Planned Parenthood Fight Could Slow Obamacare Repeal, Trigger Shutdown

  • Republicans say health care law must defund Planned Parenthood
  • Fight raises shutdown prospects as funding expires April 28

Here's How Republicans Are Working to Repeal Obamacare

Republicans in Congress have made cutting off funding to Planned Parenthood one of their top priorities, but the issue could stymie President Donald Trump’s Obamacare repeal plans and even trigger a government shutdown.

House Republicans insist that the emerging plan to end Obamacare must cut off an estimated $500 million in annual federal funding for Planned Parenthood over its provision of abortions, aiming to carry out two longtime GOP campaign promises at once. Democrats are equally determined to ensure that won’t happen, and a few Republicans may stand with them.

“Planned Parenthood defunding language is going to be in the Obamacare repeal,” says Representative Jim Jordan of Ohio, a founder of the conservative House Freedom Caucus. “It’s critically important that we do it.”

Senator Patty Murray of Washington, a member of Democratic leadership, counters, “Let me be clear: for Democrats, defunding Planned Parenthood is a complete non-starter.”

The Planned Parenthood fight is making several Republicans uncomfortable as well, narrowing support for the emerging GOP plan to repeal Obamacare and endangering the razor-thin majority needed to pass the measure in the Senate. 

Shutdown Showdown

With the repeal effort increasingly likely to slip into April, the fight could also spill over into the spending battle to keep the government open after current funding expires on Apr. 28. With Republicans insisting that the next spending measure not fund Planned Parenthood, Democrats could block their bill and set up a shutdown showdown.

Further discord may come after Trump as early as Monday proposes his budget for the next fiscal year, which will include major defense spending increases and big cuts to the Environmental Protection Agency, State Department and other federal agencies, according to a person familiar with the plan.

For Republicans, ending funds for the reproductive health care group and repealing Obamacare are promises they’ve run on for years. The GOP forced a 16-day partial government shutdown in 2013 in a failed bid to defund Obamacare. In 2011 and in 2015, Republicans nearly shut down the government over Planned Parenthood.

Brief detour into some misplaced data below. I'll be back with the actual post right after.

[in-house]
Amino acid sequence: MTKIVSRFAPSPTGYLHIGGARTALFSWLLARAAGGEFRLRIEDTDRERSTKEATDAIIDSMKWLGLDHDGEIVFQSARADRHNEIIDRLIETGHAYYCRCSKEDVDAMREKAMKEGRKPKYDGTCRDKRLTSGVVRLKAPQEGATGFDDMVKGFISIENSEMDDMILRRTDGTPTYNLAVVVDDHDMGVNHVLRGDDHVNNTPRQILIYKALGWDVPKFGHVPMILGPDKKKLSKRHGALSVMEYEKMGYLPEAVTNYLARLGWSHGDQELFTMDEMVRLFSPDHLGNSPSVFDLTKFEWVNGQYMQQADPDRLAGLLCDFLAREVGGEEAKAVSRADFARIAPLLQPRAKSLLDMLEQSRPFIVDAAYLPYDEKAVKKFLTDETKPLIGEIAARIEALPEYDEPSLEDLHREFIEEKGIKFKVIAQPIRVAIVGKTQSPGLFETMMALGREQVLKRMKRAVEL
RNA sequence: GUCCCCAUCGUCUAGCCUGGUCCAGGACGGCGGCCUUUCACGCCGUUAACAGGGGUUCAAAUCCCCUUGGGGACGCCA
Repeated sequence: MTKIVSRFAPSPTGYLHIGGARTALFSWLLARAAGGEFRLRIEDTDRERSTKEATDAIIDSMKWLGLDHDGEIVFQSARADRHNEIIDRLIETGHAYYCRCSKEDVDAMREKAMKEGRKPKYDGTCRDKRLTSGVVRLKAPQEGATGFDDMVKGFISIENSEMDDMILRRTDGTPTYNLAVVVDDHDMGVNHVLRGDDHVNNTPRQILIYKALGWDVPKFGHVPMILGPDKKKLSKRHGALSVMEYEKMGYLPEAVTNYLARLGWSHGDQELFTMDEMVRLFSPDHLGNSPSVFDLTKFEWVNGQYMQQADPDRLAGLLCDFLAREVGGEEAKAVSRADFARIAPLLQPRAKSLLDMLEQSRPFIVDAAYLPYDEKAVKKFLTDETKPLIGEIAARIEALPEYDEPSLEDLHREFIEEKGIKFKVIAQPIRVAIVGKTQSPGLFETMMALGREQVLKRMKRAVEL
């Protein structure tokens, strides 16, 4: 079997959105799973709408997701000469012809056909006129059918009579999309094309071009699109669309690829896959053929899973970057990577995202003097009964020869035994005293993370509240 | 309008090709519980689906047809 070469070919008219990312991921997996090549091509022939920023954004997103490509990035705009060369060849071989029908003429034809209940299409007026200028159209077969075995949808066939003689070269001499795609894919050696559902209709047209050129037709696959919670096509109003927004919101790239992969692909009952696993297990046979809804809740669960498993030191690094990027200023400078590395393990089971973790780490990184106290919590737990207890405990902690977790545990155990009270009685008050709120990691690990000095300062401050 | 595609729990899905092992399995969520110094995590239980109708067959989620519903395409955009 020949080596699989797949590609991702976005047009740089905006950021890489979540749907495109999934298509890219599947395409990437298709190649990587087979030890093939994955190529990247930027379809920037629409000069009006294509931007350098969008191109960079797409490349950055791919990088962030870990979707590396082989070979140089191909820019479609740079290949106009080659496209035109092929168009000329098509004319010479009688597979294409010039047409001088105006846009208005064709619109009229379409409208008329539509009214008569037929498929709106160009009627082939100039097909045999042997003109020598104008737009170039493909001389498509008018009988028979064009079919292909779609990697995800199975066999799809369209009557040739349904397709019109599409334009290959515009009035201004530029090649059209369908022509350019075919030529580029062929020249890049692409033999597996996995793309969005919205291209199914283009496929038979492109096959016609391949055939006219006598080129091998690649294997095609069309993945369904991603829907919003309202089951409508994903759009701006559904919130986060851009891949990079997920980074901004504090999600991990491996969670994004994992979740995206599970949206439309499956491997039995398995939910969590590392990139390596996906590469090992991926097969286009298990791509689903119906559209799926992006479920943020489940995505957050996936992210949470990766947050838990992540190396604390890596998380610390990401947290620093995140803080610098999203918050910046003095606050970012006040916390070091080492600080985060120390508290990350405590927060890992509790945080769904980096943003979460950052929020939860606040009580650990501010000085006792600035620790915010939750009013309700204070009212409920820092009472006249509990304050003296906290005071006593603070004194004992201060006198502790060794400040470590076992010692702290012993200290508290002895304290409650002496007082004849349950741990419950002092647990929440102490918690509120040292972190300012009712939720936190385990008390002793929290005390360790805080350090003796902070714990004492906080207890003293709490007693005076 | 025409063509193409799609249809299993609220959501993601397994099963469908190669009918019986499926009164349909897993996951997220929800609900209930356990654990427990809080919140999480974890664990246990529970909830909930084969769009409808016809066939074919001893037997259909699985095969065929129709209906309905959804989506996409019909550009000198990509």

A wild card on this issue is Trump, who used to favor abortion rights before changing his stance. During the campaign, he praised Planned Parenthood -- saying it has done “very good work for millions of women” -- but also said it shouldn’t receive federal funding as long as it performs abortions. One of his first executive orders barred federal money going to groups that promote abortion around the world.

‘Imperils the Whole Concept’

With a Republican in the White House, anti-abortion lawmakers and activists expect party members to finally make good on their campaign words.

If an Obamacare repeal bill “does not have defunding of Planned Parenthood in it, I think the motivation for conservatives changes so dramatically that it imperils the whole concept,” said Representative Trent Franks of Arizona.

Obamacare repeal efforts are moving slowly, though, as Republicans seek to work out a replacement plan. Also as part of a plan to replace Obamacare, House Republican leaders intend to bar the use of the program’s tax breaks to buy insurance that covers elective abortions.

Several Republicans recognize that the party’s demands to link the Planned Parenthood issue to Obamacare could imperil the repeal.

‘Gigantic Political Trap’

“We are just walking into a gigantic political trap if we go down this path of sticking Planned Parenthood in the health insurance bill,” Representative John Faso of New York said in a private Republican meeting at a retreat in Philadelphia in late January, according to leaked audio. “If you want to do it somewhere else, I have no problem, but I think we are creating a political minefield for ourselves -- House and Senate.”